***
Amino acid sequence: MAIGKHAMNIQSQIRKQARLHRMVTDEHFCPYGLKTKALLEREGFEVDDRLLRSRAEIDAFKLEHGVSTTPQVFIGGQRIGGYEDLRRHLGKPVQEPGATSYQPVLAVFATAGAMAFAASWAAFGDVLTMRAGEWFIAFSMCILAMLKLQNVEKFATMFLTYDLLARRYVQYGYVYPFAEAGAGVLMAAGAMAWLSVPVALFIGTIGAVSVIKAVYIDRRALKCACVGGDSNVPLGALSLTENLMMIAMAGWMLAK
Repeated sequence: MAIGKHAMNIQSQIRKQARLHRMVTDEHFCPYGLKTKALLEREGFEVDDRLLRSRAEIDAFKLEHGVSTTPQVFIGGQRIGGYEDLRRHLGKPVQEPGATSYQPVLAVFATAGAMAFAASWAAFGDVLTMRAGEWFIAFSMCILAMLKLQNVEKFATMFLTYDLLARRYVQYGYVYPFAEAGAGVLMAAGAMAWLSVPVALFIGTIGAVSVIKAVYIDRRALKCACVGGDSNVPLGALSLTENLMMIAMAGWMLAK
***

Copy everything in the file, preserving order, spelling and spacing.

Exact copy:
Amino acid sequence: MAIGKHAMNIQSQIRKQARLHRMVTDEHFCPYGLKTKALLEREGFEVDDRLLRSRAEIDAFKLEHGVSTTPQVFIGGQRIGGYEDLRRHLGKPVQEPGATSYQPVLAVFATAGAMAFAASWAAFGDVLTMRAGEWFIAFSMCILAMLKLQNVEKFATMFLTYDLLARRYVQYGYVYPFAEAGAGVLMAAGAMAWLSVPVALFIGTIGAVSVIKAVYIDRRALKCACVGGDSNVPLGALSLTENLMMIAMAGWMLAK
Repeated sequence: MAIGKHAMNIQSQIRKQARLHRMVTDEHFCPYGLKTKALLEREGFEVDDRLLRSRAEIDAFKLEHGVSTTPQVFIGGQRIGGYEDLRRHLGKPVQEPGATSYQPVLAVFATAGAMAFAASWAAFGDVLTMRAGEWFIAFSMCILAMLKLQNVEKFATMFLTYDLLARRYVQYGYVYPFAEAGAGVLMAAGAMAWLSVPVALFIGTIGAVSVIKAVYIDRRALKCACVGGDSNVPLGALSLTENLMMIAMAGWMLAK